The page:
Role Models: In the Company of Women

By Katter, Eldon | School Arts, March 1998 | Go to article overview

Role Models: In the Company of Women


Katter, Eldon, School Arts


I have lived most of my life in the company of women. I guess you could say that women have always dominated the bright side of my life (as opposed to the dark side of Camelot). Adrienne and I quickly filled our house with three daughters, and we now have one granddaughter. My wife is one of four sisters, so family gatherings are dominated by women's voices -- and they are listened to.

As a young child I had bouts of severe pain in my legs and sometimes could not walk, so I depended on my sister to pull me everywhere in a little red wagon. I was inseperable from my sister and probably spent as much time in the kitchen with my mother and grandmother as in the fields with my dad. I even quilted with the Ladies Aide Society on Thursday afternoons, acquiring a lasting appreciation for the fine art of quilting.

My schooling was also dominated by the voices of women. Most of my elementary and high school teachers were women, as were most of my undergraduate professors, more than one of whom became lasting mentors. I don't think I had a male professor in my major subjects -- art and journalism -- until I went to graduate school at the University of Minnesota. There I studied art and journalism only with men, often with great frustration and without a lasting or memorable mentor. This was not by choice. I don't think there were women teaching graduate courses in those departments at the University of Minnesota in the 1950s.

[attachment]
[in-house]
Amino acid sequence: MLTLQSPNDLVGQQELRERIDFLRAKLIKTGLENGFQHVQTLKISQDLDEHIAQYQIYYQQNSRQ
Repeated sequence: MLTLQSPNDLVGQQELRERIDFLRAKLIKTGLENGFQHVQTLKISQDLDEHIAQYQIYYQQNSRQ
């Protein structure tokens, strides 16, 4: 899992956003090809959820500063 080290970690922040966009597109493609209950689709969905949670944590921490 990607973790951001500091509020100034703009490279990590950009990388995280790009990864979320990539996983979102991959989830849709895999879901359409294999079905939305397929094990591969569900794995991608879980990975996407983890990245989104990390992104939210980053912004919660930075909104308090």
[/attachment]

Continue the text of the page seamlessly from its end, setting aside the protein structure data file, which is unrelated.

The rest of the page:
Did any of this matter? Did growing up in the company of women and being guided by women's voices make a difference in my life? Yes, I think it did. I think it made me a more confident father to daughters, a more compassionate husband, and a more supportive teacher of young women as well as young men. It might also explain why so much of my professional work has been in collaboration with women. There's trust in all these relationship.

But then again, maybe it didn't matter. Perhaps being in the company of another gender had nothing to do with the feelings of inspiration, self-worth, support, and encouragement that I experienced in my formative years. …

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